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The Alex Charalabidis Guide to Souvlaki

Greek food, souvlakiGreek food, souvlaki shop in MonastirakiGreek food souvlaki shopSouvlaki shop Pat-Cute in Platia Victoria

An International Souvlaki expert weighs in on the national food of Greece. By reading this and using your own common sense this you will know what makes a good souvlaki and be able to order without fear.

1. Asking for a "souvlaki" will normally result in a kebab - meat on a skewer, especially outside Athens.
2. The classic "souvlaki" known throughout the world is purchased by asking for "gyro pita" (YEE-roh PEE-tah) Note that the "pita" is essential to denote the wrap, asking for "gyro" will likely get you the full monty - a "merida" (portion) with the disappointing results Matt mentions above. On the other hand, a "souvlaki (me) pita" would be a classic souvlaki with meat from the skewer in it instead of meat sliced off the big spit.
3. A "doner" is another name for "gyros" (the Turkish original, I presume) and a term more widely used in the city centre rather than in the neighbourhood "souvlatzidiko."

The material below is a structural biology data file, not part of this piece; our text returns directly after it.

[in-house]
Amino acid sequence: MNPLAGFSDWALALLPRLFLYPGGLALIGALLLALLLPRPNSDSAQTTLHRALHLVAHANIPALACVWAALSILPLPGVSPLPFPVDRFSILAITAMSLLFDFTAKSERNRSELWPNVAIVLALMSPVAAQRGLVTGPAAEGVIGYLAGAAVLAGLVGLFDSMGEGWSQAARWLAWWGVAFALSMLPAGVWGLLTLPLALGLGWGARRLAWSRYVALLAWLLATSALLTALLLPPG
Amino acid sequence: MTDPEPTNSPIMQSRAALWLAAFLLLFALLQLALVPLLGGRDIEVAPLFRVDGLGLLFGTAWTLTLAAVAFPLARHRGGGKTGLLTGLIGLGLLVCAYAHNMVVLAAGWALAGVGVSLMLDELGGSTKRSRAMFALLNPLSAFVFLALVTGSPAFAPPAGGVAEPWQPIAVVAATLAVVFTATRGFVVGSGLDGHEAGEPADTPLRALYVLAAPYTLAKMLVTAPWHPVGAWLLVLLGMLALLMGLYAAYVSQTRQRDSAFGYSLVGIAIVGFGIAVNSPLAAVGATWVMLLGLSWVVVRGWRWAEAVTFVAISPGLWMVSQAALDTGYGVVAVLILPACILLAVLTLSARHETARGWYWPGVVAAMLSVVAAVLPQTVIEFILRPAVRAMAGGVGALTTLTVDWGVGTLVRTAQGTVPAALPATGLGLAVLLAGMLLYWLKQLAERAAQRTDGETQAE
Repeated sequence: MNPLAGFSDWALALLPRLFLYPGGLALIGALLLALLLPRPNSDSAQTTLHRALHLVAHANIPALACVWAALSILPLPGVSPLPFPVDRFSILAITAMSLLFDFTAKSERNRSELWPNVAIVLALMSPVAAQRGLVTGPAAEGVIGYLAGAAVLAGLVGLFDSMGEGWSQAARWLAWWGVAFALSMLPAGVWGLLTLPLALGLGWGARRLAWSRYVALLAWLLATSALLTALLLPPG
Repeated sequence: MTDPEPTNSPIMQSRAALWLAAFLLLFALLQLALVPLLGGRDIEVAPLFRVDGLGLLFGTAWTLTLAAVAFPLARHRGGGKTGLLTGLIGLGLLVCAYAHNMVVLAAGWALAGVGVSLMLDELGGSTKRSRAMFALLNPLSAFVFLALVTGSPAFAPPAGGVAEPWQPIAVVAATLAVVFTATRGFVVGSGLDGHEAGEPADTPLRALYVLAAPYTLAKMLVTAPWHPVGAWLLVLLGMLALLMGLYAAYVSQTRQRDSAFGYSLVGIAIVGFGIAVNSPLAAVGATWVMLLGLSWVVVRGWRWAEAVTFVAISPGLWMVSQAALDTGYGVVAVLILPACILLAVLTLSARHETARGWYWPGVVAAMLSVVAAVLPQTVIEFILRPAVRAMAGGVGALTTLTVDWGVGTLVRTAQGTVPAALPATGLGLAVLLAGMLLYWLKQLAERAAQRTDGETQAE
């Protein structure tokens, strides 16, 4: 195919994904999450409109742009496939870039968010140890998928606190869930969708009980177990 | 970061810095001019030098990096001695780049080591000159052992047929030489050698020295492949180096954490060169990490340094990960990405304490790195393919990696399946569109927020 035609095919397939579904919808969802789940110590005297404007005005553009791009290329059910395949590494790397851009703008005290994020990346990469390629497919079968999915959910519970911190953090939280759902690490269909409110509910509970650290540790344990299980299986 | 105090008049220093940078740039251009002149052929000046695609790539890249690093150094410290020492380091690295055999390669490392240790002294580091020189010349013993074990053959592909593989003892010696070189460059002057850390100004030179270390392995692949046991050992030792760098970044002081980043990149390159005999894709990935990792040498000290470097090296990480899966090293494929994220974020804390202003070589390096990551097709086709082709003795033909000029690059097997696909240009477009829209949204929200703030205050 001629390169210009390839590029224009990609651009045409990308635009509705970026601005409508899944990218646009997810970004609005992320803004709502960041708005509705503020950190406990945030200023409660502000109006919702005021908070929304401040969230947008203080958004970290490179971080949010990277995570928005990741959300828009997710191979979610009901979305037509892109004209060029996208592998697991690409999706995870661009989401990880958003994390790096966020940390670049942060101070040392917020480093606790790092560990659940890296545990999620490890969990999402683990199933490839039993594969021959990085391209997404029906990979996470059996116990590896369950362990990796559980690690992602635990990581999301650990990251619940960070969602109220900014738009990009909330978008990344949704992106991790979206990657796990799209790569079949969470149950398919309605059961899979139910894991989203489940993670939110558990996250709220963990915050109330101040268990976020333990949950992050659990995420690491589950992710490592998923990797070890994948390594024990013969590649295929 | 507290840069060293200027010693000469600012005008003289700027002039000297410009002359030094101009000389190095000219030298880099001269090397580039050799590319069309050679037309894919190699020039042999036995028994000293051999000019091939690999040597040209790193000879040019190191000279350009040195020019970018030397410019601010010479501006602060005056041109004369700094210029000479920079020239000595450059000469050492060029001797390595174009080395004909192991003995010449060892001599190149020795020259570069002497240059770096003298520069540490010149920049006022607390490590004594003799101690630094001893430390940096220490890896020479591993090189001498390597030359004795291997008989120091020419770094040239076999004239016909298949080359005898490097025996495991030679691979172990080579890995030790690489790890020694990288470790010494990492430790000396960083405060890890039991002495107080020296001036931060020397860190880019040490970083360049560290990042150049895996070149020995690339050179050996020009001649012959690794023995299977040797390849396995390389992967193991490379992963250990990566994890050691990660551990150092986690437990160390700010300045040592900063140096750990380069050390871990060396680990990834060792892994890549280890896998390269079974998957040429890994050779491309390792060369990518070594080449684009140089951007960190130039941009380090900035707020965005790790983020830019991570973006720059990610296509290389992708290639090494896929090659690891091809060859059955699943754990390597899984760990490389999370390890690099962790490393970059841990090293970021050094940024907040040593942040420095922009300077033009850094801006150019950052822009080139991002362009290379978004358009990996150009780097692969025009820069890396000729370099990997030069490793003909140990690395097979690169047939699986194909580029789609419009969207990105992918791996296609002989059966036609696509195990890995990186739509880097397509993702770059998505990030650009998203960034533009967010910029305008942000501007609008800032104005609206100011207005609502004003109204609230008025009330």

4. Fancier souvlakia (kebabs) may come with pieces of onion and green bell pepper between the pieces of meat.
5. Chicken souvlakia are increasingly common and many shops now carry them. Some shops have a separate spit for chicken but I'd go for the souvlaki instead.
6. Any professional who calls it a "souvlaki sandwich" ought to be condemned to a year of flipping burgers at McDonalds. I've never heard of it, it's probably a strictly tourist shop term and would make any Greek look at you funny.
7. Many places in the centre have blackboards with the menu written on them outside the shop, usually in awful but recognizable transliterations.
8. Sitting down is an implied invitation to be served a full meal. Go inside and stand in line.
9. Some places will lace the onion with parsley to draw out the bitter flavour of onion that's been cut for a while. Others will combine it with lettuce.
10. The meat in the gyros is commonly a blend of pork and lamb (or mystery meat). Definitely not kosher. If you're Jewish or Muslim, you'll want to avoid it and go for the souvlaki, which is usually lamb (see 2.).
11. Tzatziki is meant to have the consistency of yoghurt. The only thing dripping out of the bottom of a wrap should be grease, not runny tzatziki.
12. Good tzatziki contains garlic - lots of it. Beware!
13. I had no idea I knew this much about souvlakia.

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